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Thread: Record on HDV or FLASH card

  1. #1

    Default Record on HDV or FLASH card

    ...I have been tearing my hair out over this. I am looking to upgrade my camcorder. Im in a dilemma over whether to stick to recording on HDV (MiniDV) or move to flash storage. My two options are:

    Canon XH A1s (HDV)
    Canon XF300 (Flash)

    Im starting to get annoyed with capturing off tape as it is time consuming...also the issue with the camcorder head wearing out due to over-use. But I like the fact that recording on tape is uncompressed.

    Then there is recording to compact flash cards. I have heard good things about the Canon XF300 and that way I could just drag & drop footage onto ky PC. I shoot mainly weddings.

    Any opinions/suggestions would be welcome.

  2. #2
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    Default

    That "uncompressed" notion goes the rounds . . but I'm not convinced it's true - the electronics draws data off the sensor and then has to make it into images - so I suspect that modern compression is needed because the data-rate has increased, not because tape was so much better.

    SDHC and similar memory is cheaper than CF (surprise!) and they both have advantages with playback (over tape which has to be rewound and then fast-forward) . . . so the future is definately solid-state . . . being lighter and more reliable. Also using less battery power means Mfrs can charge more for less chamical and still give us something about an hour.

    I believe the XF300 to be an excellent camcorder, but have't used one myself.

  3. #3
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    Default Record on HDV or FLASH card

    Quote Originally Posted by shaf View Post
    ... been tearing my hair out over this. I am looking to upgrade my camcorder. But I like the fact that recording on tape is uncompressed..
    HDV recorded to tape is compressed. Not a heavily as AVCHD, but compressed nonetheless. Editing software has now caught up with the demands of AVCHD editing, so there should be no concerns there.

  4. #4
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    It's all compressed!
    Standard Definition to MiniDV uses intra frame compression only - that is each frame is comressed individually - it can be reconstructed with only the datat from that compressed frame. Other forms use interframe compressions - they require reference to other frames, and "I" frame is a complete frame and you have up to 15 frames (I believe) either side which can only be reconstructed by reference to the I frame.

    Think about it - an hour of standard definition on MiniDV take 13GB
    An hour of HDV on the same tape is 13GB!

    Ignore vidmanners comment about SDHC. As I'm sure you're aware the XF300 uses CF because it is capable of sustaining greater tranfer speeds. Only class 10 SD cards can manage this. The XF300 records to card at up to 50Mbps. It also uses 4:2:2 colour sampling. These together mean you get much more detail captures and much more latitude for playing in post - great for grading. Whilst i've not played with the XF300, I have worked with footage from the XF100 and found it superb. There's a pro at our club (who shot the footage) and he now has teh XF300 as well - which after six months of indecision and a couple of trips to Creative Video to try the things he bought in preference to a BMD Cinema Camera (to be fair he's a wildlife cameraman so the BMD was somewhat less practical for him)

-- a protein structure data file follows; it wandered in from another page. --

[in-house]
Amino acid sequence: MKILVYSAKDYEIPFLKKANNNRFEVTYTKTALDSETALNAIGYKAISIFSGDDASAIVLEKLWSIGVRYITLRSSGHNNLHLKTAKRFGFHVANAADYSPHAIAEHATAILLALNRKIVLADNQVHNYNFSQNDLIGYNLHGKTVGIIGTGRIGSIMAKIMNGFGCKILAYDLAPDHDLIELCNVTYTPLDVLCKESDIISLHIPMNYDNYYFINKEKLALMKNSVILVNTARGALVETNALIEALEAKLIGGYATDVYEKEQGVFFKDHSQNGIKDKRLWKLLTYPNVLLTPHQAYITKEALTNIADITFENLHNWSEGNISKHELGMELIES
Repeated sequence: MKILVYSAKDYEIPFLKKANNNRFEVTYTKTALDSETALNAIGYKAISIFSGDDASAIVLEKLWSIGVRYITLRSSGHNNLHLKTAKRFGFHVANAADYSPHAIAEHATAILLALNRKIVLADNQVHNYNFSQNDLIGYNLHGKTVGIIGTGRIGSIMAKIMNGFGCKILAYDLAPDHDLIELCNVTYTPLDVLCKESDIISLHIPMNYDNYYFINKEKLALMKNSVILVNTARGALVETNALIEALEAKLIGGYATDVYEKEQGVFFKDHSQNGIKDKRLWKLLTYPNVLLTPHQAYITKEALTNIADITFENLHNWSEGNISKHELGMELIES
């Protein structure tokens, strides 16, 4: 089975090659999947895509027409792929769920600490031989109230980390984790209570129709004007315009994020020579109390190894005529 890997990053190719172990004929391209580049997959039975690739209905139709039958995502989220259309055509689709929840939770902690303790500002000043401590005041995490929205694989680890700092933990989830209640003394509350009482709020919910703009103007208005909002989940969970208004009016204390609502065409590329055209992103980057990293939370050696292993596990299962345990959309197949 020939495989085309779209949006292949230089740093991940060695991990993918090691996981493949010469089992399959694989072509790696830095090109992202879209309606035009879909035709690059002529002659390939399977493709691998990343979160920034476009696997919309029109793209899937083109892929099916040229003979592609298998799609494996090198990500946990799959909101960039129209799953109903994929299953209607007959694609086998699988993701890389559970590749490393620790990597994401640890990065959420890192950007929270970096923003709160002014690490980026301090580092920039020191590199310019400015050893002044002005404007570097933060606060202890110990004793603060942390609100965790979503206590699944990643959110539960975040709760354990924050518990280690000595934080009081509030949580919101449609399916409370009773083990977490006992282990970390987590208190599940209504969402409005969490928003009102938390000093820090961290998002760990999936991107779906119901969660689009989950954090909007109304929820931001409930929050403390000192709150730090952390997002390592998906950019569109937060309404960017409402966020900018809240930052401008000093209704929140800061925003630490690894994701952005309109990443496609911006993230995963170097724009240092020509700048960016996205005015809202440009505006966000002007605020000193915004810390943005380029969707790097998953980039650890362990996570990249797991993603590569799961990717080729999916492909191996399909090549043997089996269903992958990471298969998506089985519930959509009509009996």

Tim

  5. #5

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    Quote Originally Posted by TimStannard View Post
    It's all compressed!
    Standard Definition to MiniDV uses intra frame compression only - that is each frame is comressed individually - it can be reconstructed with only the datat from that compressed frame. Other forms use interframe compressions - they require reference to other frames, and "I" frame is a complete frame and you have up to 15 frames (I believe) either side which can only be reconstructed by reference to the I frame.

    Think about it - an hour of standard definition on MiniDV take 13GB
    An hour of HDV on the same tape is 13GB!

    Ignore vidmanners comment about SDHC. As I'm sure you're aware the XF300 uses CF because it is capable of sustaining greater tranfer speeds. Only class 10 SD cards can manage this. The XF300 records to card at up to 50Mbps. It also uses 4:2:2 colour sampling. These together mean you get much more detail captures and much more latitude for playing in post - great for grading. Whilst i've not played with the XF300, I have worked with footage from the XF100 and found it superb. There's a pro at our club (who shot the footage) and he now has teh XF300 as well - which after six months of indecision and a couple of trips to Creative Video to try the things he bought in preference to a BMD Cinema Camera (to be fair he's a wildlife cameraman so the BMD was somewhat less practical for him)
    Thanks for the response guys.im now leaning towards the XF100- beautiful looking camcorder, perfect for an Asian wedding where there is a lot of running around involved.

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